AB - BACKGROUND: Despite the prevalence and recognized association of pulmonary contusion and flail chest (PC-FC) as a combined, complex injury pattern with interrelated pathophysiology, the mortality and morbidity of this entity have not improved during the last three decades. The purpose of this updated EAST practice management guideline was to present evidence-based recommendations for the treatment of PC-FC. METHODS: A query was conducted of MEDLINE, Embase, PubMed and Cochrane databases for the period from January 1966 through June 30, 2011. All evidence was reviewed and graded by two members of the guideline committee. Guideline formulation was performed by committee consensus. RESULTS: Of the 215 articles identified in the search, 129 were deemed appropriate for review, grading, and inclusion in the guideline. This practice management guideline has a total of six Level 2 and eight Level 3 recommendations. CONCLUSION: Patients with PC-FC should not be excessively fluid restricted but should be resuscitated to maintain signs of adequate tissue perfusion. Obligatory mechanical ventilation in the absence of respiratory failure should be avoided. The use of optimal analgesia and aggressive chest physiotherapy should be applied to minimize the likelihood of respiratory failure. Epidural catheter is the preferred mode of analgesia delivery in severe flail chest injury. Paravertebral analgesia may be equivalent to epidural analgesia and may be appropriate in certain situations when epidural is contraindicated.A trial of mask continuous positive airway pressure should be considered in alert patients with marginal respiratory status. Patients requiring mechanical ventilation should be supported in a manner based on institutional and physician preference and separated from the ventilator at the earliest possible time. Positive end-expiratory pressure or continuous positive airway pressure should be provided. High-frequency oscillatory ventilation should be considered for patients failing conventional ventilatory modes. Independent lung ventilation may also be considered in severe unilateral pulmonary contusion when shunt cannot be otherwise corrected.Surgical fixation of flail chest may be considered in cases of severe flail chest failing to wean from the ventilator or when thoracotomy is required for other reasons. Self-activating multidisciplinary protocols for the treatment of chest wall injuries may improve outcome and should be considered where feasible.Steroids should not be used in the therapy of pulmonary contusion. Diuretics may be used in the setting of hydrostatic fluid overload in hemodynamically stable patients or in the setting of known concurrent congestive heart failure.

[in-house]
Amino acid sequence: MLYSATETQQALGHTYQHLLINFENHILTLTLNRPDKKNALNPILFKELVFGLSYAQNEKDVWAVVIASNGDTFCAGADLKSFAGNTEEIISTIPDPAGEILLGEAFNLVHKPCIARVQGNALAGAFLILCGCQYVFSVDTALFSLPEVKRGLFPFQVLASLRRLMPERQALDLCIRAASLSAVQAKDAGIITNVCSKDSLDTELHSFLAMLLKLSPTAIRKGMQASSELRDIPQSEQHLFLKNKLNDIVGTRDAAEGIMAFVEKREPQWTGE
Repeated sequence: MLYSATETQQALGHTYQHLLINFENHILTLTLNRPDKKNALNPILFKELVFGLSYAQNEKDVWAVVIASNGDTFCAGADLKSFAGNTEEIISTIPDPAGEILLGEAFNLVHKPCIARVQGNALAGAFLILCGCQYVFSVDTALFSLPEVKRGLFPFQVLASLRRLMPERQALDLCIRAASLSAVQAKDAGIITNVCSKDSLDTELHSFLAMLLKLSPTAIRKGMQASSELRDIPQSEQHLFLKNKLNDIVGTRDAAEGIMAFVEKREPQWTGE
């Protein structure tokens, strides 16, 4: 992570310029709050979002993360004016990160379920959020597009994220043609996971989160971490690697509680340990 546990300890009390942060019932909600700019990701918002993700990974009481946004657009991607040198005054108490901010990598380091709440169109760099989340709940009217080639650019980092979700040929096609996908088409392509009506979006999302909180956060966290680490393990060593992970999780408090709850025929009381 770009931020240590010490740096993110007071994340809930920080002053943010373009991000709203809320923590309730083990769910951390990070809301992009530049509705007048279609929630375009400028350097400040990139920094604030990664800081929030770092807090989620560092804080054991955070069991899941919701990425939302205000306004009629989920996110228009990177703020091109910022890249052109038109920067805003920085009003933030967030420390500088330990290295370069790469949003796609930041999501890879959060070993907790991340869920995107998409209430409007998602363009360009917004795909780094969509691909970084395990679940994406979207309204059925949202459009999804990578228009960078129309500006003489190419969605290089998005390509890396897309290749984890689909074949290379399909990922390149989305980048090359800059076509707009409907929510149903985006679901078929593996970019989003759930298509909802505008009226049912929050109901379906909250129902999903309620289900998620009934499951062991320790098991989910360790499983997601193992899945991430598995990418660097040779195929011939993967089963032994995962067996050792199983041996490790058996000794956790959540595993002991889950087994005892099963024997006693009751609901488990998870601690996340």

KW - chest trauma

KW - flail chest

KW - Guideline

KW - pain control

KW - pulmonary contusion

UR - http://www.scopus.com/inward/record.url?scp=84869793048&partnerID=8YFLogxK

UR - http://www.scopus.com/inward/citedby.url?scp=84869793048&partnerID=8YFLogxK

U2 - 10.1097/TA.0b013e31827019fd

DO - 10.1097/TA.0b013e31827019fd

M3 - Article

VL - 73

JO - Journal of Trauma and Acute Care Surgery

JF - Journal of Trauma and Acute Care Surgery

SN - 2163-0755

IS - 5 SUPPL.4

ER -